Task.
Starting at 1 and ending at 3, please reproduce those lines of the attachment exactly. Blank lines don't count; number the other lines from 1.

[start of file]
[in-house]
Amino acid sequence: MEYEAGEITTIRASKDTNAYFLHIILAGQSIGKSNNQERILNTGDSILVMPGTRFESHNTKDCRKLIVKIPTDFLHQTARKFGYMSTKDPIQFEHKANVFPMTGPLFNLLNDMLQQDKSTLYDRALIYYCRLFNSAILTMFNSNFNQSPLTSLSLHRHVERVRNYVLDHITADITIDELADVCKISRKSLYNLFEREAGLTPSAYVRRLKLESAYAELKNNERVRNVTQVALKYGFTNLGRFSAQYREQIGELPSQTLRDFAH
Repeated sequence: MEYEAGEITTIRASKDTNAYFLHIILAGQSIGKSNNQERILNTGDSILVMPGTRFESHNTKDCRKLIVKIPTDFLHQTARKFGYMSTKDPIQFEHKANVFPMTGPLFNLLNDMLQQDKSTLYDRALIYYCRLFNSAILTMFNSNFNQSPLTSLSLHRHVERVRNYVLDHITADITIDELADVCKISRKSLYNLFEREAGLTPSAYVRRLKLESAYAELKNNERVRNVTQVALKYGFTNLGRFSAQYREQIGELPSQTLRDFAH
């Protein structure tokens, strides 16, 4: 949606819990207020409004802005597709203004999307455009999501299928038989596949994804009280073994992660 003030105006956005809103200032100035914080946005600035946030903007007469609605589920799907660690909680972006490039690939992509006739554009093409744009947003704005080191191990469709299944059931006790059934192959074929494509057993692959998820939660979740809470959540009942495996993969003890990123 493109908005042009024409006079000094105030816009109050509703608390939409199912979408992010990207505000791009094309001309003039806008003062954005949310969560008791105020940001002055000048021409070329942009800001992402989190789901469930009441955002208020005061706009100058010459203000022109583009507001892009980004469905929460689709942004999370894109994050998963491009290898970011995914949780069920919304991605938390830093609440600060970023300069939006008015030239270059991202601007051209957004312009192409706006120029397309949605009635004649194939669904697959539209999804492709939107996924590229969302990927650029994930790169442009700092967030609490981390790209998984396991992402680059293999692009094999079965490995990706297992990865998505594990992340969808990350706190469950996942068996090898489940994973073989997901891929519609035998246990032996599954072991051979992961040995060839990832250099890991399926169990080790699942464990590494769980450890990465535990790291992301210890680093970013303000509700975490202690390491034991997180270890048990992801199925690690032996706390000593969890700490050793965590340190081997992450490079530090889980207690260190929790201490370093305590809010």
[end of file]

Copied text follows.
[in-house]
Amino acid sequence: MEYEAGEITTIRASKDTNAYFLHIILAGQSIGKSNNQERILNTGDSILVMPGTRFESHNTKDCRKLIVKIPTDFLHQTARKFGYMSTKDPIQFEHKANVFPMTGPLFNLLNDMLQQDKSTLYDRALIYYCRLFNSAILTMFNSNFNQSPLTSLSLHRHVERVRNYVLDHITADITIDELADVCKISRKSLYNLFEREAGLTPSAYVRRLKLESAYAELKNNERVRNVTQVALKYGFTNLGRFSAQYREQIGELPSQTLRDFAH
Repeated sequence: MEYEAGEITTIRASKDTNAYFLHIILAGQSIGKSNNQERILNTGDSILVMPGTRFESHNTKDCRKLIVKIPTDFLHQTARKFGYMSTKDPIQFEHKANVFPMTGPLFNLLNDMLQQDKSTLYDRALIYYCRLFNSAILTMFNSNFNQSPLTSLSLHRHVERVRNYVLDHITADITIDELADVCKISRKSLYNLFEREAGLTPSAYVRRLKLESAYAELKNNERVRNVTQVALKYGFTNLGRFSAQYREQIGELPSQTLRDFAH